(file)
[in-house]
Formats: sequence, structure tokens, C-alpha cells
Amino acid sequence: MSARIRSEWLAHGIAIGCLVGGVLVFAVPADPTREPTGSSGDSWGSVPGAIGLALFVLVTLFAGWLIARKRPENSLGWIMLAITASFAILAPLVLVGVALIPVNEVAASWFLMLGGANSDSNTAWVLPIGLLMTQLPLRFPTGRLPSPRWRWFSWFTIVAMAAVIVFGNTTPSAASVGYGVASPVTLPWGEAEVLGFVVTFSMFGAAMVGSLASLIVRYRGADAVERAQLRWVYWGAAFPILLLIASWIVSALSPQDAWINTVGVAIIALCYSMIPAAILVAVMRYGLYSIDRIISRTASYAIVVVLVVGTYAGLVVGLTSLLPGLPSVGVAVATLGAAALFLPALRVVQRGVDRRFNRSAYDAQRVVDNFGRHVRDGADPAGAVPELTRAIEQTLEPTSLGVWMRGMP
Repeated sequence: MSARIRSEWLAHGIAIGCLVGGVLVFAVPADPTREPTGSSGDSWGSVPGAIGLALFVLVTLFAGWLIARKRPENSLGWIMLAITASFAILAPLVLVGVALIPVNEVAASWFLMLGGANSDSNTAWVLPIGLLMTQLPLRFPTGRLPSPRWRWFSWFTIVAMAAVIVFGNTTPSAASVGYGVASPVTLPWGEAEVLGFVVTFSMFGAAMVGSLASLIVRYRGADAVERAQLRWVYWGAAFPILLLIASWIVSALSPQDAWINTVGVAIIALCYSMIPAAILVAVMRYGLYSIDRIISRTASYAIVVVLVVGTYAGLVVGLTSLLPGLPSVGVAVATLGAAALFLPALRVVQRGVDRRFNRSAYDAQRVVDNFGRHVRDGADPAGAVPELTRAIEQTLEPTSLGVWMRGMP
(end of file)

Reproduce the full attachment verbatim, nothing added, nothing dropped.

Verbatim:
[in-house]
Formats: sequence, structure tokens, C-alpha cells
Amino acid sequence: MSARIRSEWLAHGIAIGCLVGGVLVFAVPADPTREPTGSSGDSWGSVPGAIGLALFVLVTLFAGWLIARKRPENSLGWIMLAITASFAILAPLVLVGVALIPVNEVAASWFLMLGGANSDSNTAWVLPIGLLMTQLPLRFPTGRLPSPRWRWFSWFTIVAMAAVIVFGNTTPSAASVGYGVASPVTLPWGEAEVLGFVVTFSMFGAAMVGSLASLIVRYRGADAVERAQLRWVYWGAAFPILLLIASWIVSALSPQDAWINTVGVAIIALCYSMIPAAILVAVMRYGLYSIDRIISRTASYAIVVVLVVGTYAGLVVGLTSLLPGLPSVGVAVATLGAAALFLPALRVVQRGVDRRFNRSAYDAQRVVDNFGRHVRDGADPAGAVPELTRAIEQTLEPTSLGVWMRGMP
Repeated sequence: MSARIRSEWLAHGIAIGCLVGGVLVFAVPADPTREPTGSSGDSWGSVPGAIGLALFVLVTLFAGWLIARKRPENSLGWIMLAITASFAILAPLVLVGVALIPVNEVAASWFLMLGGANSDSNTAWVLPIGLLMTQLPLRFPTGRLPSPRWRWFSWFTIVAMAAVIVFGNTTPSAASVGYGVASPVTLPWGEAEVLGFVVTFSMFGAAMVGSLASLIVRYRGADAVERAQLRWVYWGAAFPILLLIASWIVSALSPQDAWINTVGVAIIALCYSMIPAAILVAVMRYGLYSIDRIISRTASYAIVVVLVVGTYAGLVVGLTSLLPGLPSVGVAVATLGAAALFLPALRVVQRGVDRRFNRSAYDAQRVVDNFGRHVRDGADPAGAVPELTRAIEQTLEPTSLGVWMRGMP